To be fair, Katyal’s own position as acting solicitor general can be distinguished. The solicitor general’s office is arguably an inferior office, which means that the Constitution only requires Senate confirmation as the default position. Congress can, by law, vest the appointment of inferior officers in the president alone or in the head of the department. But that is not the case with either Eric Holder’s or Sally Yates’s appointments as acting attorney general. Either their appointments were also unconstitutional—and I don’t recall Conway or Katyal ever arguing that—or Whitaker’s temporary designation as acting attorney general until a successor can be named is equally valid. Conway and Katyal’s implicit attempts to distinguish those cases fall far short of persuasive.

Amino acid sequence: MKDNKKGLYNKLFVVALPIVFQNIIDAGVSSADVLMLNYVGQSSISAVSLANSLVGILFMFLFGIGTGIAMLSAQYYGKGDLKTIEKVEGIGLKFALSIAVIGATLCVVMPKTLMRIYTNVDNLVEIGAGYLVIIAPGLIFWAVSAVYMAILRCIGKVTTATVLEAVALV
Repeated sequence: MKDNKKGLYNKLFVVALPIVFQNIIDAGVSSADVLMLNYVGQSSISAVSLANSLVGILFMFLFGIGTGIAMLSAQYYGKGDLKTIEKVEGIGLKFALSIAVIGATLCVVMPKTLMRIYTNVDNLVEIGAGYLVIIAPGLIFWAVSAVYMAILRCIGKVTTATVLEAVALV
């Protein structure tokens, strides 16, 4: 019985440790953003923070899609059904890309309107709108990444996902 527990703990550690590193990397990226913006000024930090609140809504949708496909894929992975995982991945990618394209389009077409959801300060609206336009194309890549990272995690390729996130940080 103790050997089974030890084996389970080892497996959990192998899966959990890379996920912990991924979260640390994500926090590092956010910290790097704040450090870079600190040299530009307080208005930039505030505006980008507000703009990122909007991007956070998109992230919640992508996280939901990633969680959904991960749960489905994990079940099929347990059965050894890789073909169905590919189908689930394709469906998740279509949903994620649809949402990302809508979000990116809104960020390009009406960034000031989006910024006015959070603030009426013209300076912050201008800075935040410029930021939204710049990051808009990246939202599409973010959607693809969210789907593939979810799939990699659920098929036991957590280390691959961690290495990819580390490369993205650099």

“In times of crisis, interim appointments need to be made,” they admit. “Cabinet officials die, and wars and other tragic events occur,” but “it is very difficult to see how the current situation comports with those situations,” they claim. Sessions resigned following an election, but so did Holder’s and Yates’s predecessors, Janet Reno, and Loretta Lynch. Sessions was asked to resign, and it was a midterm election, but neither of those different factual circumstances would appear to be of constitutional significance.